"Then I played against the All Blacks three times in 1976 but never in a test match.
"So to play against New Zealand in 1981, to be selected to tour, for me that was like a dream come true.
"I couldn't imagine in my wildest dreams ever that I would tour there. New Zealand is very much part of my life and also my rugby career."
But Claassen and his team-mates learnt soon after touching down in New Zealand how unpopular their presence was.
Hundreds of demonstrators greeted them on their arrival at Auckland International Airport.
Then protesters tried to disrupt the July 22 tour-opener against Poverty Bay, pulling down a fence at Gisborne's Rugby Park. Only the quick and physical reaction of rugby fans, ground security and police prevented the intended pitch invasion.
Three days later, the protesters couldn't be stopped. About 350 of them invaded Hamilton's Rugby Park, leading to the cancellation of the Waikato game.
"We didn't realise it was going to be that intense and that the violence would be that bad...I don't think anybody in our team ever expected that to happen," Claassen said of the protests.
"Obviously there was a lot of anti-South Africa feeling which was understandable. But things got out of hand. And obviously guys were scared in a way...anything could have happened.
"[But] it was a good lesson for everybody in the world. The policy [apartheid] wasn't good. Everybody has to have the same form of rights...so maybe it was a good lesson and exercise for everybody. People all over the world were shocked to realise what was happening."
As the action on the field heated up during the tour – which stretched from July 19 to the September 12 test series finale at Eden Park – so too did the violence in the streets around match venues.
The nation was horrified at the clashes which broke out during what was intended to be a passive sit-down protest in Wellington's Molesworth St, near Police National Headquarters, in the opening month of the tour.
Protesters were subsequently prepared to unleash violence on police.
THIRTY YEARS on, despite the civil unrest – and the very real threat of violence towards the Boks – Classen said he was adamant the tour should still have gone ahead.
"We didn't want it to be stopped," he said. "We were rugby players...we cared about rugby and wanted to play rugby all around the world, we didn't care where. We just wanted to play against the best.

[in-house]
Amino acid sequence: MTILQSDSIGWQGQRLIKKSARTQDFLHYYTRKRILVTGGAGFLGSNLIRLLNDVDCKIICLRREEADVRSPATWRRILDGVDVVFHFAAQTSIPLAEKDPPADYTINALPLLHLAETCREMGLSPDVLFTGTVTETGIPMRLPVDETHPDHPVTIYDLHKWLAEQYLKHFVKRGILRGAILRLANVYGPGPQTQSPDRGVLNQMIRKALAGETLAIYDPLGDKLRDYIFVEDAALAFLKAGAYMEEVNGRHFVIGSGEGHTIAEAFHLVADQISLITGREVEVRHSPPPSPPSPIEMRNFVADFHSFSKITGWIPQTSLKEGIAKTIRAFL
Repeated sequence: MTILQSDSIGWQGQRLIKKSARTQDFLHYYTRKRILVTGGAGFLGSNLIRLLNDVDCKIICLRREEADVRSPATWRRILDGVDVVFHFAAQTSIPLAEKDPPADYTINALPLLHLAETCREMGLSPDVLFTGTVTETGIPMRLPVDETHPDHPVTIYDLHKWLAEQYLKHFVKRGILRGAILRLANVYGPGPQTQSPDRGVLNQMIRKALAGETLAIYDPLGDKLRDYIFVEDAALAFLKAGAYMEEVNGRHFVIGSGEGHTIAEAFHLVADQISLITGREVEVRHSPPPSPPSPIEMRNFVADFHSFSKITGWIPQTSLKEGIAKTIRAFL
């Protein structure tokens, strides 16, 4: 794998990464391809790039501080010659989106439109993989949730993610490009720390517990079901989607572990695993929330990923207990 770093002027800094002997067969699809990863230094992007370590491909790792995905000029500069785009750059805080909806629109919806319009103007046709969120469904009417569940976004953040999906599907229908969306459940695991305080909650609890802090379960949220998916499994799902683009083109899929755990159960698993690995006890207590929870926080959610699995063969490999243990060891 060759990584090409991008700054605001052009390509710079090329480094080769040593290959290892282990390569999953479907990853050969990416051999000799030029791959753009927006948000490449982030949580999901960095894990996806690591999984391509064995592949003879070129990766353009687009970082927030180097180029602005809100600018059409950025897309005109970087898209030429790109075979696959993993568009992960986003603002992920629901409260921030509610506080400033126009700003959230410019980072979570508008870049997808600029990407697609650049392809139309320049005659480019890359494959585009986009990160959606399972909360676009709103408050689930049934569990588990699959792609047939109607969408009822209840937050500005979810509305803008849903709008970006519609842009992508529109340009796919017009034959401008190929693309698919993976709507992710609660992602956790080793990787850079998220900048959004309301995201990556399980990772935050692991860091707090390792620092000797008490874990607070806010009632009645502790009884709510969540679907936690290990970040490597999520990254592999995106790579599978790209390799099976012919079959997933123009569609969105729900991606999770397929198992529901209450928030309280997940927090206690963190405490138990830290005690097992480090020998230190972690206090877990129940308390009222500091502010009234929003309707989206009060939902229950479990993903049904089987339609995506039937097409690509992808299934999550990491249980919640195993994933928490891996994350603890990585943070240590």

"We would have been very disappointed if the tour was stopped.
"In a way it would have been as though our mission was incomplete and not accomplished.
"But as far as we were concerned, we were in the hands of the New Zealand Government and the police Red Squad. We were just trying to play rugby and make the best of it."
Although the rugby action continued – with the exception of matches in Hamilton and Timaru – things off the field were difficult. Claassen understood the reasons for the security measures, but said the precautions took some of the enjoyment away from the tour experience.
"Unfortunately we weren't able to do a lot of that mingling," he said.
"Because of circumstances there wasn't a lot of time to spend with opposition teams. Before the second test in Wellington, Murray Mexted [the All Blacks' No8] phoned me. He rung me to say, `We will see each other on the field', and then told me he was trying to organise a boar-hunting trip for the two teams the day after the test.
"We were quite keen on that but unfortunately because of security issues, the police and management wouldn't allow us to go."
He revealed that on the one occasion several members of the Springbok team broke security protocol – following the opening test in Christchurch – a full-scale alert was sounded.
"A few of the guys did go out with the All Blacks in Christchurch and some of them got into a bit of trouble," Claassen said.
"When the management went around the beds, they discovered some of them weren't in bed. That did cause a bit of worry."